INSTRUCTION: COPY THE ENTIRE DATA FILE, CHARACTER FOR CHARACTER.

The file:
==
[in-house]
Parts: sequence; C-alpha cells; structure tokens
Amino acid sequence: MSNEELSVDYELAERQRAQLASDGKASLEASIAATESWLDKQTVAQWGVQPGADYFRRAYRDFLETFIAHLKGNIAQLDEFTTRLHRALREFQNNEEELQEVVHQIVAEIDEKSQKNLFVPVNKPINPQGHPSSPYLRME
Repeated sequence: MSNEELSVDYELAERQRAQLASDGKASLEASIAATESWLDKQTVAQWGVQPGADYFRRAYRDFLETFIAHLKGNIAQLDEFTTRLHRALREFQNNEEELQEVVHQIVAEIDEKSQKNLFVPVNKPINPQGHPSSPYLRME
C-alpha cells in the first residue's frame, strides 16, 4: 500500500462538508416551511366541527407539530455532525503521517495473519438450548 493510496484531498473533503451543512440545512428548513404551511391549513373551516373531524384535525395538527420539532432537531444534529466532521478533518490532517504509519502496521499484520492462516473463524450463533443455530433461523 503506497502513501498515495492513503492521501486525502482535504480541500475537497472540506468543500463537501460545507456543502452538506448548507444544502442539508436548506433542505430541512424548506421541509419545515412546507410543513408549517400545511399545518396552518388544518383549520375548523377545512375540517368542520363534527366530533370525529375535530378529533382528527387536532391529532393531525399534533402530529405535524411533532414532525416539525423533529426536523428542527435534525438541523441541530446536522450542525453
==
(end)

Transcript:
[in-house]
Parts: sequence; C-alpha cells; structure tokens
Amino acid sequence: MSNEELSVDYELAERQRAQLASDGKASLEASIAATESWLDKQTVAQWGVQPGADYFRRAYRDFLETFIAHLKGNIAQLDEFTTRLHRALREFQNNEEELQEVVHQIVAEIDEKSQKNLFVPVNKPINPQGHPSSPYLRME
Repeated sequence: MSNEELSVDYELAERQRAQLASDGKASLEASIAATESWLDKQTVAQWGVQPGADYFRRAYRDFLETFIAHLKGNIAQLDEFTTRLHRALREFQNNEEELQEVVHQIVAEIDEKSQKNLFVPVNKPINPQGHPSSPYLRME
C-alpha cells in the first residue's frame, strides 16, 4: 500500500462538508416551511366541527407539530455532525503521517495473519438450548 493510496484531498473533503451543512440545512428548513404551511391549513373551516373531524384535525395538527420539532432537531444534529466532521478533518490532517504509519502496521499484520492462516473463524450463533443455530433461523 503506497502513501498515495492513503492521501486525502482535504480541500475537497472540506468543500463537501460545507456543502452538506448548507444544502442539508436548506433542505430541512424548506421541509419545515412546507410543513408549517400545511399545518396552518388544518383549520375548523377545512375540517368542520363534527366530533370525529375535530378529533382528527387536532391529532393531525399534533402530529405535524411533532414532525416539525423533529426536523428542527435534525438541523441541530446536522450542525453